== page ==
Things Small Businesses Should Automate: Sales

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Think of automation software as the project manager for your sales team. While software helps your team focus on the most important to-dos ahead, it also keeps track of leads who aren’t yet ready to buy, ensuring progress at every stage of the sales journey.

 

Set a framework for your sales pipeline

The road from prospect to paying client includes a few stops. Mapping the route—and adding automation to the journey—helps your sales reps guide prospects from one destination to the next, ensuring no one gets lost along the way.

Automation software organizes the existing process that sales reps follow to close a deal. When the process is clearly defined, sales reps can move leads from one stage to another, ensuring consistency and providing visibility into where each lead needs to head next.

 

Read: Things Small Businesses Should Automate: Lead Generation

 

Define the sales process by four basic stages:

  • New opportunity:

A lead has been identified. When a lead is tagged as a new opportunity, the software assigns a sales rep to contact him.

  • Contacting:

The lead moves into this stage when a sales rep calls him. If the sales rep reaches him, the lead advances to the next stage. If the call goes to voicemail, an automated email is sent as a follow-up.

  • Engaging:

The sales rep is talking with the lead to learn about his needs and how your product or services can benefit him.

  • Qualified:

The lead moves into this stage when the sales rep determines that he’s qualified, meaning that he has the budget and authority to make the purchasing decision. The rest of the sales process plays out from here, with different automated actions set up for wins and losses, as well as leads who aren’t yet ready to make a decision.

 

Focus on your hottest leads

Having more leads than time to contact them is a problem—a good one, of course, but one that needs a solution nonetheless. If you never seem to catch up with your to-do list, where do you even begin?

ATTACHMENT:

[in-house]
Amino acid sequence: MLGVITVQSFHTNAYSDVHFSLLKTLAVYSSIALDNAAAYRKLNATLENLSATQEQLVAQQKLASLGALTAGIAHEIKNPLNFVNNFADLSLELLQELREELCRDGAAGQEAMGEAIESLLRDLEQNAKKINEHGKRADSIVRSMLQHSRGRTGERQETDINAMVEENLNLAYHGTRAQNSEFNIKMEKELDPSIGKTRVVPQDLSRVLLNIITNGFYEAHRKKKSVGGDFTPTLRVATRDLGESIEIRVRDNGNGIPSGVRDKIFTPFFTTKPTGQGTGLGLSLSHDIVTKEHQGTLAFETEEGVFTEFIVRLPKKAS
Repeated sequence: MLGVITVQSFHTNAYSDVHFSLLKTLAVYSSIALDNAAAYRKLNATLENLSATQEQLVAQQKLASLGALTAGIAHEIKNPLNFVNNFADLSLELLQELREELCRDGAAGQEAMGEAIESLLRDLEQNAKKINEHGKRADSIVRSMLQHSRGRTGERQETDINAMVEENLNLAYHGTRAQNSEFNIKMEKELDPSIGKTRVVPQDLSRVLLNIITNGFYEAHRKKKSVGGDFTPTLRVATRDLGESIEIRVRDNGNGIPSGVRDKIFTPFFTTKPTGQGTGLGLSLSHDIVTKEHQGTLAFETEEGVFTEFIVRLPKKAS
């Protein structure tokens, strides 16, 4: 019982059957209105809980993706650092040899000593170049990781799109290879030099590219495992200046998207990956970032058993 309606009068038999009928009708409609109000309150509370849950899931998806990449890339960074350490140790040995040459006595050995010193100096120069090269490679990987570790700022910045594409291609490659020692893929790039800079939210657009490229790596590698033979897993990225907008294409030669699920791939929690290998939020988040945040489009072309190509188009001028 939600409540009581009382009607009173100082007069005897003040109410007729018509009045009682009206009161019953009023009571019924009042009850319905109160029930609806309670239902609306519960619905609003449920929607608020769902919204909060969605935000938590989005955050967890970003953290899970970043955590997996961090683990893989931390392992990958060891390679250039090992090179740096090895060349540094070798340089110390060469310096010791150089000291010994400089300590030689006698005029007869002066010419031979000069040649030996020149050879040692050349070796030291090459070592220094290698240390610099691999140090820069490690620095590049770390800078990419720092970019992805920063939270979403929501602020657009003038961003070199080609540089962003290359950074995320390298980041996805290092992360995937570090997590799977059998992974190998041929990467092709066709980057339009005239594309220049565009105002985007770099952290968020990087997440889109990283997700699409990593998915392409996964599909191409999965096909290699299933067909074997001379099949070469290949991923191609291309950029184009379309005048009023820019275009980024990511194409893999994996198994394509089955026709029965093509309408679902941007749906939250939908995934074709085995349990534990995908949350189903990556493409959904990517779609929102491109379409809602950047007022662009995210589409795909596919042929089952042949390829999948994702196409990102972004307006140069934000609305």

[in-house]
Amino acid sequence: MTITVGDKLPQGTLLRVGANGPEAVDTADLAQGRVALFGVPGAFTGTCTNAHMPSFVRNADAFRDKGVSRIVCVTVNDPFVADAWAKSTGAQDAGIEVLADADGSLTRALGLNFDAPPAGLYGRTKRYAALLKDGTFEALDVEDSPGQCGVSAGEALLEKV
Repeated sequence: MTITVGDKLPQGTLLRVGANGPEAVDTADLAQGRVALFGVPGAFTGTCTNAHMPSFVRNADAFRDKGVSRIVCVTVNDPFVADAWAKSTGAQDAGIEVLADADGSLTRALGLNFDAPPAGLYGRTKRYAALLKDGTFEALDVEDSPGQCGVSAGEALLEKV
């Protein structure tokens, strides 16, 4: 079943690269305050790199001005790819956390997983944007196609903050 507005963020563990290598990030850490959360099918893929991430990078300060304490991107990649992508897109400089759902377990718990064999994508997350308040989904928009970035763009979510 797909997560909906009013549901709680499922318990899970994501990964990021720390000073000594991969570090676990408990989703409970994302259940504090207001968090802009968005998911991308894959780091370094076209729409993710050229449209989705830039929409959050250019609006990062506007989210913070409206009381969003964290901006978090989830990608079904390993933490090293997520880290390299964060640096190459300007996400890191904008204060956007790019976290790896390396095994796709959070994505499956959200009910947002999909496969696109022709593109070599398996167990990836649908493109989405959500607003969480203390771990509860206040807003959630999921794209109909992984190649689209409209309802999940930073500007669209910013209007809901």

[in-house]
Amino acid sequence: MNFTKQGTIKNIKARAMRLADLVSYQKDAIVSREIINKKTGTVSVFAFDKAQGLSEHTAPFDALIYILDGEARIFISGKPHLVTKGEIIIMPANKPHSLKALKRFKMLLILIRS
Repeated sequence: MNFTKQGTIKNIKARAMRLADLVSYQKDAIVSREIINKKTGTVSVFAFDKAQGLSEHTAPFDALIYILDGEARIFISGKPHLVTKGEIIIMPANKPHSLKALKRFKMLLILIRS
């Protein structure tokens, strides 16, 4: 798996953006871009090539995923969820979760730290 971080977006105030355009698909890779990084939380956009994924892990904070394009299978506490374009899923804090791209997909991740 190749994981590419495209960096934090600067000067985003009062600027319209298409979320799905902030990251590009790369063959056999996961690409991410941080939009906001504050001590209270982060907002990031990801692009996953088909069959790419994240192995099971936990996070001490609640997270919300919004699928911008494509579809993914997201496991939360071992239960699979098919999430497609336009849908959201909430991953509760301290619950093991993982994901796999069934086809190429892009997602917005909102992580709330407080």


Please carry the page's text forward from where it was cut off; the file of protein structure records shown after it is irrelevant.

Automation software sets your priorities by ranking each lead based on his or her engagement with your marketing efforts. Thanks to this lead scoring, you can focus on the potential clients who are ready to buy over those who need more time. By identifying leads based on their level of interest, you can better anticipate their needs and target them with messages tailored to their current mindset.

 

Stay engaged with prospects who aren’t ready to buy—yet

Automating a “lead nurturing” process prevents prospects from slipping through the cracks, allowing you to keep in touch without having to remember to do so. When a lead is identified as someone who needs more time, automation software can send an email each month that gently pushes the lead toward a sale.

Each month, send resources that educate the lead about your business and address common questions they might have. Be sure to include options for increasing or decreasing the frequency of the communications. Ask them to click a link if they’d rather receive emails every other month. Set up another “contact us” link they can click when they want to talk to you or a sales rep. With automation, that click triggers a task for you to contact them.

While lead nurturing gives the lead more time, it also ensures that you or a sales rep focus on the leads who are most prepared to buy. On average, nurtured leads result in a 20% increase in sales opportunities, compared with leads that didn’t receive that attention, according to a study by the B2B marketing publication DemandGen Report.

 

Welcome a new client

A sale isn’t the end of your relationship with a client. In fact, it should be the beginning. Make a good first impression by sending a series of welcome emails to show new customers that you value their business and care about supporting them.

Staying in touch is effortless with automation software. Set up your software so that a purchase triggers an email series. In the first email, sent immediately after purchase, include a thank you and an introduction to your company—whether that takes the form of answers to frequently asked questions or an overview of what your services entail. Consider sending a thank you gift, like a discount on the client’s next purchase.

Check in again shortly after the client has started using your product or services to see how they’re doing. Include helpful content, like tips about using the product or a how-to video, or suggest complementary products that may be of interest. A few days later, solicit feedback by sending a survey or asking how your business could improve. If the client is dissatisfied, you’ll want to take action sooner than later.

Welcome emails have benefits beyond the warm and fuzzy kind. According to a study by Experian Marketing Services, welcome emails have an open rate of nearly 58%—compared with less than 15% for other promotional emails. Now more than ever, you have your client’s attention.

 

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